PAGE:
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David Chilstrom said...

I had the opposite reaction to reading Proof of Heaven. Rather than putting me off books about NDEs, I've been burning through them like a house on fire since reading it. Here are the key takeaways I have from the phenomenon:

1) For many, an NDE is a spiritually transformative experience. Certainly, this is the case for Alexander who, though not on the stump for Jesus, is crusading for the cause of an everlasting consciousness that transcends the body in life and death.

2) That love is the prime directive, our reason for being. In the life reviews which many NDE'rs experience, they see and feel (often from the perspective of the other) the impact of their kind and cruel exchanges with others. Though they sense no judgement from the interrogating being of light, they experience shame for the harm caused to others. Like Dicken's Scrooge, people who have seen and felt the effects of their actions, good and ill, are chastened to lead better lives.

3) The experience of an NDE is not a hallucination. For many Near death experiencers, their NDE experience is the single most real, profound, and clearly memorable experience of their life. Indeed, like the Buddha, for many NDErs, the physical world is deemed less real than the spiritual dimension experienced during their NDE.

Alexander's account is unique in that he clearly has one foot in the domain of science and another in the spiritual. The materialist dogma of the scientific establishment is his cross to bear, while for many other NDErs, illuminating the little moments in life with kindness and charity is reason enough for being.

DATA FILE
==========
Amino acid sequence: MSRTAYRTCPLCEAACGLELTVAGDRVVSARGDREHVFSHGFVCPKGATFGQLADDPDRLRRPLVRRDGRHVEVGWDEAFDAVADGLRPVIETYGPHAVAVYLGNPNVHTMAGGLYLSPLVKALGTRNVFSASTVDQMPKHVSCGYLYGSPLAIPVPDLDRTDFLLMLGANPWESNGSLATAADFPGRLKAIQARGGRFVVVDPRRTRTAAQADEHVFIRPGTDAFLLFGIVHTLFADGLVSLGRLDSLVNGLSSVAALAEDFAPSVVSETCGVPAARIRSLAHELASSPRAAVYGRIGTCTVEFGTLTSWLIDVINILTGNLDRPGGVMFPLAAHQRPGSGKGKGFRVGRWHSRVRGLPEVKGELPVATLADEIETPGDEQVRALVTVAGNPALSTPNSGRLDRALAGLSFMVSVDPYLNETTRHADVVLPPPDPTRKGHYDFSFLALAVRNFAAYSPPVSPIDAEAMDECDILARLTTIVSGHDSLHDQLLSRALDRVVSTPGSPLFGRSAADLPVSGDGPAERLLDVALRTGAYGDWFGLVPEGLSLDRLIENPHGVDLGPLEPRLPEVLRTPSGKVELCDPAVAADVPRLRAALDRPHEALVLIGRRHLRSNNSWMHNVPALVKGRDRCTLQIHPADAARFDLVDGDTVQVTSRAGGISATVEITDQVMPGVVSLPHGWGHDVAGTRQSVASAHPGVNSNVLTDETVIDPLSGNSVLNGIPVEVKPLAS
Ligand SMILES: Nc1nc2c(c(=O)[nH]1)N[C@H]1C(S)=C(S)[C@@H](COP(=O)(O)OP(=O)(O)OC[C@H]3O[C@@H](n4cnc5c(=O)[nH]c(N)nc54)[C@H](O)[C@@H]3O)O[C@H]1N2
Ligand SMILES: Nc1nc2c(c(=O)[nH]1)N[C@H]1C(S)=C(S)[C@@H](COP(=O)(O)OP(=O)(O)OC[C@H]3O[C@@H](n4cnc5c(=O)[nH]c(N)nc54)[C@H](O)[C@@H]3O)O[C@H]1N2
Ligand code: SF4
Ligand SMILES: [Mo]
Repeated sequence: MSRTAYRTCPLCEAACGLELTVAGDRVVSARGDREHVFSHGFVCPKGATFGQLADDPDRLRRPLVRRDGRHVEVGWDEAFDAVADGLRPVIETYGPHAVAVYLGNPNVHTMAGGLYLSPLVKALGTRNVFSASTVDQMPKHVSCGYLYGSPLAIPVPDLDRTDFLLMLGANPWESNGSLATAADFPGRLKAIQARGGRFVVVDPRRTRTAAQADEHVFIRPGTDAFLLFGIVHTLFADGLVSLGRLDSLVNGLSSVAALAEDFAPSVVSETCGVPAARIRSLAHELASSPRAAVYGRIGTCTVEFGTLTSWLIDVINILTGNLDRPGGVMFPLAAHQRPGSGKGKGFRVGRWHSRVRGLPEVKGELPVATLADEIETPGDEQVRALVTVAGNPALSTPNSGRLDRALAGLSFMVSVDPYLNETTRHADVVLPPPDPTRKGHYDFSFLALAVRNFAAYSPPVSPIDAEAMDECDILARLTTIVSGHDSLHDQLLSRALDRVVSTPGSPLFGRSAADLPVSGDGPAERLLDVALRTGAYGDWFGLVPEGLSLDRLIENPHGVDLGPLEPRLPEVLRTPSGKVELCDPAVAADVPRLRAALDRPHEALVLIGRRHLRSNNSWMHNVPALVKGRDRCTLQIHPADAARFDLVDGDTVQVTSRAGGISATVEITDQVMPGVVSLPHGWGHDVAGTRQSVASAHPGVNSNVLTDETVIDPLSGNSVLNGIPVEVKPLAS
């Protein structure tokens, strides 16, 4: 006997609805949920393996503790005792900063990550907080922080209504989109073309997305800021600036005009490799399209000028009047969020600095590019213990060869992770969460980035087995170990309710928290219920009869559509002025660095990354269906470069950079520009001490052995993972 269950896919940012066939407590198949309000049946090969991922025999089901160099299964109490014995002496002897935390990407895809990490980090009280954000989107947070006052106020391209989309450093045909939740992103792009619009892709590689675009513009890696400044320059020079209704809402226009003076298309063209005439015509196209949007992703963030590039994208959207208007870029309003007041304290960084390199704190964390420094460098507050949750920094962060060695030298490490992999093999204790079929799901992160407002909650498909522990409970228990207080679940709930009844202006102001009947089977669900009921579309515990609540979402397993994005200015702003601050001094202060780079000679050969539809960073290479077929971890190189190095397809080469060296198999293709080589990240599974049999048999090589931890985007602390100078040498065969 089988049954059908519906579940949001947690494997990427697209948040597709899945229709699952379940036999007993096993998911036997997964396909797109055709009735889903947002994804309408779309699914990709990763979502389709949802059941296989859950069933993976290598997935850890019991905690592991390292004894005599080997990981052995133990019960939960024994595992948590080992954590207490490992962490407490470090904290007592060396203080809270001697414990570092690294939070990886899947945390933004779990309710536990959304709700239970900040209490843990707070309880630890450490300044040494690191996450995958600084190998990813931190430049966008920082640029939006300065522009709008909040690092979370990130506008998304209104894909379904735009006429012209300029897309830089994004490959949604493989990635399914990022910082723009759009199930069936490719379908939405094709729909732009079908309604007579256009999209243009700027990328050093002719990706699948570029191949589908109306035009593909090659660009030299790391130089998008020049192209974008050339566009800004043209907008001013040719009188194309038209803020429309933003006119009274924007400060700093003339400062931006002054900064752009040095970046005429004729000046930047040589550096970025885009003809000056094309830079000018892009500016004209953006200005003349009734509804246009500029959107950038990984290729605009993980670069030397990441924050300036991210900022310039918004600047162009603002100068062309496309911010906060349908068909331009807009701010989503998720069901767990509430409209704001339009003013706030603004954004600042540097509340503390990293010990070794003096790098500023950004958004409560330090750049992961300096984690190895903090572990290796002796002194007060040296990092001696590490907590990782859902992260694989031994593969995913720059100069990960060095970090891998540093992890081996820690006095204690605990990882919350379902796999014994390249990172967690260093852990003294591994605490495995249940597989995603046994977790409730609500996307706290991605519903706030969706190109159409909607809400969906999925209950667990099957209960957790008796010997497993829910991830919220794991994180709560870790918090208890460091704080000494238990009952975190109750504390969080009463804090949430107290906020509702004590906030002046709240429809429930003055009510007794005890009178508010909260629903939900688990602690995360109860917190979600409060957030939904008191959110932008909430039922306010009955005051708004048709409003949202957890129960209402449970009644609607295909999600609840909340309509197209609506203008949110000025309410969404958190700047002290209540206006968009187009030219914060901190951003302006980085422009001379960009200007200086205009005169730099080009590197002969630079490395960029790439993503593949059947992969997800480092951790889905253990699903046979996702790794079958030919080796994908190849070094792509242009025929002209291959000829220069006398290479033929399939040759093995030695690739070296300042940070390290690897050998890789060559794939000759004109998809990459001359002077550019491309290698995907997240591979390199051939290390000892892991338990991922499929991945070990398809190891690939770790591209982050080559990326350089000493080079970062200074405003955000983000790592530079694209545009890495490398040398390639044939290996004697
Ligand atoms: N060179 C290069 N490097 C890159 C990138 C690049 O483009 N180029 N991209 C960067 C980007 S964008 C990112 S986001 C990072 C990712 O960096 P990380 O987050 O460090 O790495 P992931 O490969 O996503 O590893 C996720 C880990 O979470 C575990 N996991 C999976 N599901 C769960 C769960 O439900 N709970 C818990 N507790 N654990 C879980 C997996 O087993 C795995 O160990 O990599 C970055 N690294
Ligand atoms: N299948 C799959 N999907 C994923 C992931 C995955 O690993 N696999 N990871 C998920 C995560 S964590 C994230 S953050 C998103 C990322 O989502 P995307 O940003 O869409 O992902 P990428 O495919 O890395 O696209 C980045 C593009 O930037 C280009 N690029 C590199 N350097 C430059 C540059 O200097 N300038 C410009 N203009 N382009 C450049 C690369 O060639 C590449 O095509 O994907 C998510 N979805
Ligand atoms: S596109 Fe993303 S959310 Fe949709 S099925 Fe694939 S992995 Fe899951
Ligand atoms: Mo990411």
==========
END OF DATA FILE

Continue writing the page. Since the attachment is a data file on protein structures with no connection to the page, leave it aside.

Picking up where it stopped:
Marcia said...

Hi David,

Thank you for that thoughtful reply.

1.) I take issue with the term "consciousness", which was one of the biggest things I struggled with while reading the book. From Christian theology, I believe we are all born with a SPIRIT and a SOUL. The soul is our personality, our mind, our will, thoughts emotions. Our spirit is something God has breathed into us, essentially life, perhaps the closest definition to the term "consciousness". I do believe in our everlasting spirits, but not with regards to the term "consciousness".

Many people are using this terms when describing entering altered states, due to prayer or meditation. However, I don't believe it is the proper or correct term to use. Consciousness is a part of our working mind, which would shut down when/if our brain goes on pause or shuts down. But our SPIRITS are what is within us and that is what I believe Alexander experienced when he went to the other world.

2.) Love IS a prime directive of life, and I very much appreciated the fact that Alexander had some important truths to impart. Yes, we are all loved deeply by God, as He created us and delights in us. However, KNOWING about love is not always enough to cause us to activate and demonstrate love to others. Reading a book about someone experiencing a love in another life is not likely to cause me to want to spread love around the world. I felt it was too roundabout a way to get a message across.

(1st Corinthians 13 is a great chapter about the definition of true love.)

3.) I have never believed that an NDE IS a hallucination. It would have been physically impossible for it to be so, considering his brain was shut down.

Thank you for these insights on what you believe. I'm always interested in hearing opinions from my readers.